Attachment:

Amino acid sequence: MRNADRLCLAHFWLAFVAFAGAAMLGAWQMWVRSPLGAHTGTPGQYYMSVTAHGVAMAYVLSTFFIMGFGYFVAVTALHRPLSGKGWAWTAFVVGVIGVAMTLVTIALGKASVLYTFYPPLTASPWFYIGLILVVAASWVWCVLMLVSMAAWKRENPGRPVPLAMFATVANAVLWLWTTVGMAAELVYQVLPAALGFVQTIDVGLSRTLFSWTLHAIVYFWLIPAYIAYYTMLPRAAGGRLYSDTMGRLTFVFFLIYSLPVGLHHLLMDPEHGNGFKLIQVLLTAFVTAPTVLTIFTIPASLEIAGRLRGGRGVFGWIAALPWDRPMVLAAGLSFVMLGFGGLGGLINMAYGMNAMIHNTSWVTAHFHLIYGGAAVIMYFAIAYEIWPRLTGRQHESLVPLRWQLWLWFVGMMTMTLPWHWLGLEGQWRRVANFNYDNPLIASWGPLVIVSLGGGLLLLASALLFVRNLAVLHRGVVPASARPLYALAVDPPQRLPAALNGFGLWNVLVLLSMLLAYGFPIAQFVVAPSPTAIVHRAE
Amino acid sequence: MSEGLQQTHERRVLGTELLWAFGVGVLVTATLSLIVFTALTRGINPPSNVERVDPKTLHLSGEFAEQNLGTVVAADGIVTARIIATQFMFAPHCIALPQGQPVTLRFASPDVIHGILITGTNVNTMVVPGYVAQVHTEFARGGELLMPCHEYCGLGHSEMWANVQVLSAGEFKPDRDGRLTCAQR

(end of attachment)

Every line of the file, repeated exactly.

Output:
Amino acid sequence: MRNADRLCLAHFWLAFVAFAGAAMLGAWQMWVRSPLGAHTGTPGQYYMSVTAHGVAMAYVLSTFFIMGFGYFVAVTALHRPLSGKGWAWTAFVVGVIGVAMTLVTIALGKASVLYTFYPPLTASPWFYIGLILVVAASWVWCVLMLVSMAAWKRENPGRPVPLAMFATVANAVLWLWTTVGMAAELVYQVLPAALGFVQTIDVGLSRTLFSWTLHAIVYFWLIPAYIAYYTMLPRAAGGRLYSDTMGRLTFVFFLIYSLPVGLHHLLMDPEHGNGFKLIQVLLTAFVTAPTVLTIFTIPASLEIAGRLRGGRGVFGWIAALPWDRPMVLAAGLSFVMLGFGGLGGLINMAYGMNAMIHNTSWVTAHFHLIYGGAAVIMYFAIAYEIWPRLTGRQHESLVPLRWQLWLWFVGMMTMTLPWHWLGLEGQWRRVANFNYDNPLIASWGPLVIVSLGGGLLLLASALLFVRNLAVLHRGVVPASARPLYALAVDPPQRLPAALNGFGLWNVLVLLSMLLAYGFPIAQFVVAPSPTAIVHRAE
Amino acid sequence: MSEGLQQTHERRVLGTELLWAFGVGVLVTATLSLIVFTALTRGINPPSNVERVDPKTLHLSGEFAEQNLGTVVAADGIVTARIIATQFMFAPHCIALPQGQPVTLRFASPDVIHGILITGTNVNTMVVPGYVAQVHTEFARGGELLMPCHEYCGLGHSEMWANVQVLSAGEFKPDRDGRLTCAQR